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It is common for people with pancreatic cancer to experience jaundice.  Jaundice is a yellowing of the skin and eyes caused by excess bilirubin (a component of bile) in the blood.  A tumor in the head of the pancreas can cause narrowing of the bile duct and block the bile flowing from the gallbladder into the small intestine.  Blockage of the bile duct causes a buildup of bilirubin.  People with jaundice may also experience itchiness of the skin, abnormally dark urine and light or clay-colored stools.  If surgery to remove the tumor is possible, this can provide relief.  In some cases, a biliary bypass surgery may be performed to bypass the blocked bile duct.  For more information about bypass surgery, click here.  Otherwise, the jaundice is commonly treated by inserting a stent to keep the bile duct open.  For more information about stents, click here.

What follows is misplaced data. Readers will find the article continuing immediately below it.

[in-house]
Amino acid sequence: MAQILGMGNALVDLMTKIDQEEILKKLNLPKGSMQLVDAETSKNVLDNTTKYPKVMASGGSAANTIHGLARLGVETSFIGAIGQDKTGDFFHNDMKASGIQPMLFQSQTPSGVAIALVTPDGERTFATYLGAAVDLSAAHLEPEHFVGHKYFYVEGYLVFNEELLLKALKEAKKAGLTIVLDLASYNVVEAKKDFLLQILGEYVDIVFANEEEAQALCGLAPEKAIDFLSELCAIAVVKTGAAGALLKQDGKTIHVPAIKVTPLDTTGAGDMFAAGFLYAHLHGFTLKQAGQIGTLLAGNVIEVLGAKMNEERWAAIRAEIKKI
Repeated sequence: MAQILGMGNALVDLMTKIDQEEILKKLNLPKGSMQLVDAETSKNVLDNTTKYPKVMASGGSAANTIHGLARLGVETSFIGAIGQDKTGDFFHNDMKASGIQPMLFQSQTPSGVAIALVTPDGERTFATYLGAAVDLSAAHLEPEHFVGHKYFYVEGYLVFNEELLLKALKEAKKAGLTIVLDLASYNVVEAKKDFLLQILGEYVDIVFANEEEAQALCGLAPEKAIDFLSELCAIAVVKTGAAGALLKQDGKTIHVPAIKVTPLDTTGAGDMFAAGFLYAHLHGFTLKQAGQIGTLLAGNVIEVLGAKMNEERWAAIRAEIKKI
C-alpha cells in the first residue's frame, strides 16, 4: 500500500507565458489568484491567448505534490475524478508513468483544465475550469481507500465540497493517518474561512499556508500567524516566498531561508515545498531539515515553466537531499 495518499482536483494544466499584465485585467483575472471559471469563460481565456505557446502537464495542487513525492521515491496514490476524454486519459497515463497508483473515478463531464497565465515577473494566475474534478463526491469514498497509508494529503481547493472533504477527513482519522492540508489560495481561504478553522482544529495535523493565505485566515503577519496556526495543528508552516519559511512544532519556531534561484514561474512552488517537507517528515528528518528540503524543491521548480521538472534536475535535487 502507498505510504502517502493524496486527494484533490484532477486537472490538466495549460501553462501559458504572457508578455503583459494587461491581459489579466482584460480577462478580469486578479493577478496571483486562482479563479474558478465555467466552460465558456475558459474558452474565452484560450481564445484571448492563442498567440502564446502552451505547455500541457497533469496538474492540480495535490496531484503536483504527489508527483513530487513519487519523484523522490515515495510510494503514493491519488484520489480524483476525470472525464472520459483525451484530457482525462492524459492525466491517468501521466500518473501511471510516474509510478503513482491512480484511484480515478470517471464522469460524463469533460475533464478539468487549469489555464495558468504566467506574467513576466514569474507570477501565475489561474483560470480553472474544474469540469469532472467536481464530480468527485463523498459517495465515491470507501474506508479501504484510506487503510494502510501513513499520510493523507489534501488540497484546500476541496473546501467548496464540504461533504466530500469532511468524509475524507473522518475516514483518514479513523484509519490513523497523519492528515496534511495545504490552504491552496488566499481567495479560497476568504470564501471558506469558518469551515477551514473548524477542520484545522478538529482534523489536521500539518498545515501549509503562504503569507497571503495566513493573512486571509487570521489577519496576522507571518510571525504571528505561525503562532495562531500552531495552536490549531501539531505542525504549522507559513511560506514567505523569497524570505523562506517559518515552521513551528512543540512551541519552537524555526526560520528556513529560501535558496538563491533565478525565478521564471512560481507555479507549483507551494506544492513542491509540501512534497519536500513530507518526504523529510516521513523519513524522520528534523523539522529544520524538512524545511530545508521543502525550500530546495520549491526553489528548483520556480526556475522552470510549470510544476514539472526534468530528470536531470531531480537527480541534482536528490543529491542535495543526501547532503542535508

Information provided by the Pancreatic Cancer Action Network, Inc. (“PanCAN”) is not a substitute for medical advice, diagnosis, treatment or other health care services. PanCAN may provide information to you about physicians, products, services, clinical trials or treatments related to pancreatic cancer, but PanCAN does not recommend nor endorse any particular health care resource. In addition, please note that any personal information you provide to PanCAN’s associates during telephone and/or email communications may be stored and used to help PanCAN achieve its mission of assisting patients with, and finding cures and treatments for, pancreatic cancer. Stored constituent information may be used to inform PanCAN programs and activities. Information also may be provided in aggregate or limited formats to third parties to guide future pancreatic cancer research and treatment efforts. PanCAN will not provide personal directly identifying information (such as your name or contact information) to such third parties without your prior written consent unless required or permitted by law to do so.